James and John were the sons of Zebedee, but Jesus gave them a fitting nickname: Sons of Thunder. St. Peter stumbled ahead in his zeal, making promises he could not keep or even contradicting Jesus. The Sons of Thunder have a different problem. They are constantly primed for an apocalyptic showdown with evil, asking Jesus why he does not call down fire on his enemies, and pledging their willingness to suffer in the same way that Jesus foretells for himself. Here were two men who did not have to see the resurrected Christ before they were willing to consider martyrdom.
The story of James and John is not, however, one solely of unflinching courage. It is just as much a story about an ambition so unvarnished as to attract the scorn of the other apostles. The request to sit at Jesus’ side especially rankles. Here is an example of Scripture’s authors distilling human vanity simply through an honest recording of quotidian details. The apostles, much like 21st-century Christians, have little patience with what sounds like an attempt to curry favor with teacher (in this case, the ultimate teacher). North Americans might call James and John apple polishers.
But no less a figure than Martin Luther King, Jr., warns against rushing to condemn James and John. Two months before his assassination in 1968, adapting a message preached by Methodist minister J. Wallace Hamilton, King referred to a “drum major instinct”:
“We all want to be important, to surpass others, to achieve distinction, to lead the parade. Alfred Adler, the great psychoanalyst, contends that this is the dominant impulse. Sigmund Freud used to contend that sex was the dominant impulse, and Adler came with a new argument saying that this quest for recognition, this desire for attention, this desire for distinction is the basic impulse, the basic drive of human life, this drum major instinct. And you know, we begin early to ask life to put us first. Our first cry as a baby was a bid for attention. And all through childhood the drum major impulse or instinct is a major obsession. Children ask life to grant them first place. They are a little bundle of ego.”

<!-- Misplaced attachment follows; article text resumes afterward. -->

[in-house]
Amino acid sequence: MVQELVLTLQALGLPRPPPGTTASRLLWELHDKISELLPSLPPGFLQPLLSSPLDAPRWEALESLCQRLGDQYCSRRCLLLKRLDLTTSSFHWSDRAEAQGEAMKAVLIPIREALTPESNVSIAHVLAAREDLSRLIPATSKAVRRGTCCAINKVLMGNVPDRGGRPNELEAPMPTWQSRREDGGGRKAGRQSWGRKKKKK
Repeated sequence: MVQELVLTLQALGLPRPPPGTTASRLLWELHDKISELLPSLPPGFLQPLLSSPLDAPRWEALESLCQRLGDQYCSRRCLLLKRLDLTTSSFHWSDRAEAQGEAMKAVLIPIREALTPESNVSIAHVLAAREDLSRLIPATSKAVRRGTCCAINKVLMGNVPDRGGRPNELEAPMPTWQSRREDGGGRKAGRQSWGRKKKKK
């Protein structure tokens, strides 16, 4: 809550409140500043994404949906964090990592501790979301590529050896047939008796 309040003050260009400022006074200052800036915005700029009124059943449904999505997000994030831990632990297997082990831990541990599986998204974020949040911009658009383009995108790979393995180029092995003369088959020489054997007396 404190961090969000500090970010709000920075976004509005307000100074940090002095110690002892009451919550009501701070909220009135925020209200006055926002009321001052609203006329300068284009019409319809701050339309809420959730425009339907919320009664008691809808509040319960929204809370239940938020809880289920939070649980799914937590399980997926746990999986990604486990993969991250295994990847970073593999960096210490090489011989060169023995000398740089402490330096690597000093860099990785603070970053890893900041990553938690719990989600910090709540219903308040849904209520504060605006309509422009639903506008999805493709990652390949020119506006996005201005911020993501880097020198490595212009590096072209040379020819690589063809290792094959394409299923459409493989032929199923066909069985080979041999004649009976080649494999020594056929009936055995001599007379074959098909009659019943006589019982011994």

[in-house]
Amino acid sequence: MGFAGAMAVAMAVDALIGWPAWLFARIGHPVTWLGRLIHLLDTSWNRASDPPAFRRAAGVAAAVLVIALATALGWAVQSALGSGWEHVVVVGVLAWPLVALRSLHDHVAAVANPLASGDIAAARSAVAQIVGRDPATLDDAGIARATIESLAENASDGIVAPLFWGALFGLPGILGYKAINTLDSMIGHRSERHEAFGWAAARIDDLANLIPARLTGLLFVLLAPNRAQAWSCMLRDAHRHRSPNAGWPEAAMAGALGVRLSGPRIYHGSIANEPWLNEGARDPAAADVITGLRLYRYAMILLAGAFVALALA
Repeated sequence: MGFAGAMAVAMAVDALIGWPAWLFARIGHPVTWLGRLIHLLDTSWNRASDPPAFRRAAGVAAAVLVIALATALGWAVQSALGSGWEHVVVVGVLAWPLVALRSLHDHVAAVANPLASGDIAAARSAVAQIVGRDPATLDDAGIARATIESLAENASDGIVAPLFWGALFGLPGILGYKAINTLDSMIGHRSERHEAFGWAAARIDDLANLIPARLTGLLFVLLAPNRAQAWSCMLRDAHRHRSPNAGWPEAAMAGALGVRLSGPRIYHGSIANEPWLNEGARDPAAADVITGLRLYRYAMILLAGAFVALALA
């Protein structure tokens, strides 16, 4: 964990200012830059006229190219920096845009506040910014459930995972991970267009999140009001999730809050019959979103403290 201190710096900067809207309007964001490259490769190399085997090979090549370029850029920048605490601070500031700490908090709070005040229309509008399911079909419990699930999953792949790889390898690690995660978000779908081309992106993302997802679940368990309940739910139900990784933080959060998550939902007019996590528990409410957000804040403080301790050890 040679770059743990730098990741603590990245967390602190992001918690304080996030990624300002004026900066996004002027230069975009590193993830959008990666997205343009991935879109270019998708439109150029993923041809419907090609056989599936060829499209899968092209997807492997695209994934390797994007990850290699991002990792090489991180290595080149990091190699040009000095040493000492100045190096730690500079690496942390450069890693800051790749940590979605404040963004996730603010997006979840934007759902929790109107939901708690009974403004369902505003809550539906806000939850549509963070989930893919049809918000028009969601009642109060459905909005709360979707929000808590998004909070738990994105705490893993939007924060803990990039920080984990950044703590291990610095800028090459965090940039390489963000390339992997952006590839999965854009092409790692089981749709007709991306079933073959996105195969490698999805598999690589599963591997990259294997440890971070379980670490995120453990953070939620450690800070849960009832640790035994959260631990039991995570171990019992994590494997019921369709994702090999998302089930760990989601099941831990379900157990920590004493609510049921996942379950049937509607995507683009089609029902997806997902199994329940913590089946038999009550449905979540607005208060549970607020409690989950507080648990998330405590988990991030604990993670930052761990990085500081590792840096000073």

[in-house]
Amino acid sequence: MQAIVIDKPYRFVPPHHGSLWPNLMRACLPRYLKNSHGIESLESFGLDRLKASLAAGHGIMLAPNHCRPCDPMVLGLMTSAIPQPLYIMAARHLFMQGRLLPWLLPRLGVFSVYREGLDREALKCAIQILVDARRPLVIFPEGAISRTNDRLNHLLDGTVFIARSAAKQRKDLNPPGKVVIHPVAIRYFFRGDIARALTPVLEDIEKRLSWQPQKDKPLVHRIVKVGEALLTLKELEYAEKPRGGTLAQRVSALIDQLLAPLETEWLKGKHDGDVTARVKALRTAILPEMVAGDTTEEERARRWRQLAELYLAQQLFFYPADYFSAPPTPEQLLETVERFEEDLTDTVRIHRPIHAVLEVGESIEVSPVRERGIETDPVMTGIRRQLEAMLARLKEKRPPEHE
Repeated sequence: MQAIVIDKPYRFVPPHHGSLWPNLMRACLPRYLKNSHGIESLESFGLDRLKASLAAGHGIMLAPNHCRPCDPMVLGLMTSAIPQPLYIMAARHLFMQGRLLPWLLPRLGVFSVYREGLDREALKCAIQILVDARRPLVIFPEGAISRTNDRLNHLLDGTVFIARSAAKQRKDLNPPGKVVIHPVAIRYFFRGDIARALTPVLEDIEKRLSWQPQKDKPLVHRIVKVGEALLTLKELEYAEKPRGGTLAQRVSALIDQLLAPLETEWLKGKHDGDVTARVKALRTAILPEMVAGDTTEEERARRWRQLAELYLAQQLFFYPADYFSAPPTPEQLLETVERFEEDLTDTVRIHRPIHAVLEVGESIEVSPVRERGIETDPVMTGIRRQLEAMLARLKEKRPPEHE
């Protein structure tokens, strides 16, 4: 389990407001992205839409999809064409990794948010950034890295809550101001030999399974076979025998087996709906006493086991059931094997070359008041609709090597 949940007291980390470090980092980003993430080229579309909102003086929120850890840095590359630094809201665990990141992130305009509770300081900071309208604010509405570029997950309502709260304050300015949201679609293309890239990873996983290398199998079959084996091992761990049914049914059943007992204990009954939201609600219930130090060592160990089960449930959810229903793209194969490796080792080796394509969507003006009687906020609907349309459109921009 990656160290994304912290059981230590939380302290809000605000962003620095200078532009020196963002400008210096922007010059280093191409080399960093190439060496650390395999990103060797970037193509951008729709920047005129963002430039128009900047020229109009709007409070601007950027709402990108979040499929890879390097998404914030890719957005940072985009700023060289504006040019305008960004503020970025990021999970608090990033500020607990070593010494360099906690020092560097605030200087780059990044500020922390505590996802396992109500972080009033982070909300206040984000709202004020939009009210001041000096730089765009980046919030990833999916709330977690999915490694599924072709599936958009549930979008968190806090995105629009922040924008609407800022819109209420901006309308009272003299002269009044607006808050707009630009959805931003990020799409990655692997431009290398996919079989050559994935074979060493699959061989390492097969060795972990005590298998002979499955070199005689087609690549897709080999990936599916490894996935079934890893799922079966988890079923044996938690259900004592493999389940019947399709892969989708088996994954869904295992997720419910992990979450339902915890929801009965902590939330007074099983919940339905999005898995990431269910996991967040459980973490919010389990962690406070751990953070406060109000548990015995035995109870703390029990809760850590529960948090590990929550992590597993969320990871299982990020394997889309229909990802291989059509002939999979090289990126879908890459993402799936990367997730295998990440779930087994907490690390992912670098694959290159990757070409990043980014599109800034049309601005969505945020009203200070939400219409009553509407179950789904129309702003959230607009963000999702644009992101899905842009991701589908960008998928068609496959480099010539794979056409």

Jesus does not dwell on the ambition expressed by James and John. Instead, he redirects it: if you want to surpass others and excel, strive for superlative humility, servanthood, and sacrifice. In light of Jesus’ teaching on achievement, who will sit at his side in eternity becomes immaterial. In his wondrous way of turning the world’s values on their heads, Jesus all but teaches that the one who dies with the most scars wins.
God calls us to suffer far more than most of us would choose for ourselves. We cannot begin to understand why this is. But we can enter whatever suffering life has for us with an open soul, a sigh of vulnerability, and a cry that God will strengthen us to stand in the fire.
Look It Up
Read Matthew 20:20-28, in which the mother of James and John becomes a megaphone for their audacious request.
Think About It
How has ambition affected your vocation, your family life, or how you give back to those around you? Do you tease apart ambition and altruism? What lessons may be behind such a distinction?